It really is all about inspiring future generations as players from the Australian men’s and women’s squads regularly take time out of their busy training and competition schedules to visit communities in remote parts of the country.
The aim of the visits is to encourage young people, often from indigenous communities, to live healthy lifestyles and pursue their education – through the powerful medium of hockey.
On the most recent visit, the Kookaburra’s gold medal was one of the star attraction as Jeremy Hayward and Georgia Wilson visited the Pilbara Community Hockey Programme in Western Australia to help out with coaching clinics, teach hockey skills and chat to the youngsters taking part in the programme.
Hayward was one of the men’s squad that beat New Zealand in the final of the Gold Coast 2018 Commonwealth Games, while Georgia remains an important part of Paul Gaudoin’s team despite being ruled out of both the Commonwealth Games and Vitality Hockey Women’s World Cup London 2018 squads after suffering an ACL injury.
“We’ll head to primary schools with a view to teach life and health skills, providing inspiration and a can-do attitude, with the conduit being hockey.”
Hockey Australia Commercial Partnership Manager Shane Tonkin
The two hockey players were taking part in the first of eight visits this year by various members of the men’s and women’s squads to communities across the state of Western Australia. The visits to various communities will culminate in two hockey carnivals at two locations in August this year.
The Pilbara Community Hockey Programme has been in existence since 2011 and is a partnership between Fortescue, one of the world’s largest producers of iron ore and who are based in Western Australia, and Hockey Australia, as part of the national association’s National Indigenous Hockey Program.
Fortescue’s association with hockey extends from its sponsorship of the Australia national squads through to grass roots projects such as the one at Pilbara.
Hockey Australia Commercial Partnership Manager Shane Tonkin spoke abut the reasons behind the National Association’s commitment to the programme. “The Pilbara Hockey Community Programme, with Fortescue’s support, is about taking elite athletes and sport to the remote indigenous communities of north Western Australia. We travel to some of the most isolated towns in the world, to meet people who seldom get to experience and spend face-to-face time with elite international athletes.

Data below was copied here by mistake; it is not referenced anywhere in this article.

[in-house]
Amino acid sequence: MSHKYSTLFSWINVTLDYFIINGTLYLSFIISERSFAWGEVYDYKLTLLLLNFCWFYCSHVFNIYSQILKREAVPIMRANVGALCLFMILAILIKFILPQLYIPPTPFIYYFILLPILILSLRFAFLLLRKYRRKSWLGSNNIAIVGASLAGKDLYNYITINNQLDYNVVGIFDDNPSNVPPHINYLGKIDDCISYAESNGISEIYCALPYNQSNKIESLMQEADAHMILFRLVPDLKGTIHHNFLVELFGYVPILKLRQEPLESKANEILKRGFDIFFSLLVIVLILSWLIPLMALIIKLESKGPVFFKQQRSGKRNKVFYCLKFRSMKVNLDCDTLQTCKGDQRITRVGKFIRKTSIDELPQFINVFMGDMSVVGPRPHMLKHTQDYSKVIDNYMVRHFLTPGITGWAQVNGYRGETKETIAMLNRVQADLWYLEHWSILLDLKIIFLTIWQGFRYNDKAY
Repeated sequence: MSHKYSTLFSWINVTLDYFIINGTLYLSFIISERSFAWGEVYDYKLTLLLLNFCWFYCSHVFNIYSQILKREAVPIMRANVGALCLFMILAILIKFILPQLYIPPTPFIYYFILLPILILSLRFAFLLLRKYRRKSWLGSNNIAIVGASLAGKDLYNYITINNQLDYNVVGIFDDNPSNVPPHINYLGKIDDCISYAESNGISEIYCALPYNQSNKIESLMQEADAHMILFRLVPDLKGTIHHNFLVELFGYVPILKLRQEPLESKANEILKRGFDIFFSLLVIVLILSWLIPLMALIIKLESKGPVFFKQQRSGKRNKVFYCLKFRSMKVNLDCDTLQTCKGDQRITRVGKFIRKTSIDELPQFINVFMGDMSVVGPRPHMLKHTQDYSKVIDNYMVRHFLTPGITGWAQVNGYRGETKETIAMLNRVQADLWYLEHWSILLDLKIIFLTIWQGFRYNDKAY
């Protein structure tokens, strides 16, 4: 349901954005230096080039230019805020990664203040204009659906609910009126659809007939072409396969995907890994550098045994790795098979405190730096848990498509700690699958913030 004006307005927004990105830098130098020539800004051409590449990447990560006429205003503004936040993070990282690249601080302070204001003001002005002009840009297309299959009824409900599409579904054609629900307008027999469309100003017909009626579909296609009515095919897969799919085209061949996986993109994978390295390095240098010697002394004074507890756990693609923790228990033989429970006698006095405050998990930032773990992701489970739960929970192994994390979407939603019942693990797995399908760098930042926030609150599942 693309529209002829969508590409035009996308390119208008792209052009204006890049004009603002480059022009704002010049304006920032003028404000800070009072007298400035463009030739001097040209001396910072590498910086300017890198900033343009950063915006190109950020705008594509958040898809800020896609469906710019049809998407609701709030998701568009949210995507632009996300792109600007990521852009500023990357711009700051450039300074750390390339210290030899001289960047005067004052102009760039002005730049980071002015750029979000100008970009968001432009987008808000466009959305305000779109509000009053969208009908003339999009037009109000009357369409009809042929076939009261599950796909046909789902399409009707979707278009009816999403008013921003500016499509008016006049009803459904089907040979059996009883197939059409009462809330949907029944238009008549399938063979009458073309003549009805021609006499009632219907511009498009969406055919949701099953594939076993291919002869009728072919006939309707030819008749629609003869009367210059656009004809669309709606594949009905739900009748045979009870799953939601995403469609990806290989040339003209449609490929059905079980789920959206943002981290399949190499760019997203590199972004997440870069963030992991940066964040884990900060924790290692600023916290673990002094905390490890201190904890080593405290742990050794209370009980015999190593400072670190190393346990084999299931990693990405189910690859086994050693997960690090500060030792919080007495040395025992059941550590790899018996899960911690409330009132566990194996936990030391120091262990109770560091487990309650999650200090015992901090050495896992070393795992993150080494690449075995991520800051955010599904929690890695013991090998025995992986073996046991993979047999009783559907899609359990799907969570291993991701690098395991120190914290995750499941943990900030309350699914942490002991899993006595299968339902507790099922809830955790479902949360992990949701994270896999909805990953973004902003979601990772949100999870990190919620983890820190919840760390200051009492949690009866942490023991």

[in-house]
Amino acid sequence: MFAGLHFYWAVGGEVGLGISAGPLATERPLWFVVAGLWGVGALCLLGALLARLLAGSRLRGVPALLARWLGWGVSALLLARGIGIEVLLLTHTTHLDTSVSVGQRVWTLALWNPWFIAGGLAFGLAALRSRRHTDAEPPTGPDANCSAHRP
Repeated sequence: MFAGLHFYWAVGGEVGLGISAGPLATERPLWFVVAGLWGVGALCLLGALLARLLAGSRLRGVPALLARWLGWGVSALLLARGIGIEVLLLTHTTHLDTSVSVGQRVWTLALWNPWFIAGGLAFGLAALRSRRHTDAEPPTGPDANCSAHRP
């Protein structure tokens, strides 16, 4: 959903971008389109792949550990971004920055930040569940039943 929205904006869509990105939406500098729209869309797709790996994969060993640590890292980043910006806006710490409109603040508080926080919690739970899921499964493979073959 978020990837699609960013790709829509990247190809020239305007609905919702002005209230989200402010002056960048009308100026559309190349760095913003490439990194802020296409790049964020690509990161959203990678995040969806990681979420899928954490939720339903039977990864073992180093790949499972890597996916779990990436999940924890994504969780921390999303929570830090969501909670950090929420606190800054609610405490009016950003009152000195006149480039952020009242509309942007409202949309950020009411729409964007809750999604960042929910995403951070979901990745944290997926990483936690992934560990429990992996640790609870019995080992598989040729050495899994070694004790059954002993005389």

“We’ll head to primary schools with a view to teach life and health skills, providing inspiration and a can-do attitude, with the conduit being hockey. We’d love to see these children begin on the pathway in the game to play at their local club or association and potentially one day represent the Hockeyroos and Kookaburras like Brooke Peris from Alice Springs or Des Abbott or Joel Carroll from the suburbs of Darwin.
“Through our partnership with Fortescue we’re forming hockey associations in these regions to give them a formal pathway to play the game, such as the Hedland Hockey Club or Nickol Bay Hockey Association.
“Long-term we want to expand into other towns in the Pilbara region, such as Newman and Tom Price. The big picture for Hockey Australia is a nation-wide indigenous programme. We want to use this as a pilot programme.”
Hockeyroo Georgia Wilson added: “I’ve really loved going up there and the kids have been so enthusiastic. They have a great willingness to learn.
“A lot of them haven’t played before so we start from a basic level and we’ve been able to progress. It’s been really encouraging to see.
“There’s a tournament at the end of the eight-week block so a lot of the teachers are trying to prepare them for the inter-school rivalry. The people have been so welcoming.”
“It’s great to speak to the kids about being an elite athlete. We always have a Q&A session after each visit and there’s always heaps of questions about nutrition, playing overseas, meeting famous people and much more.”
The Pilbara Community Hockey Programme is a great example of a national association and the individual players within it delivering on the FIH 10 Year Strategy, the , which seeks to inspire millions more people to play hockey.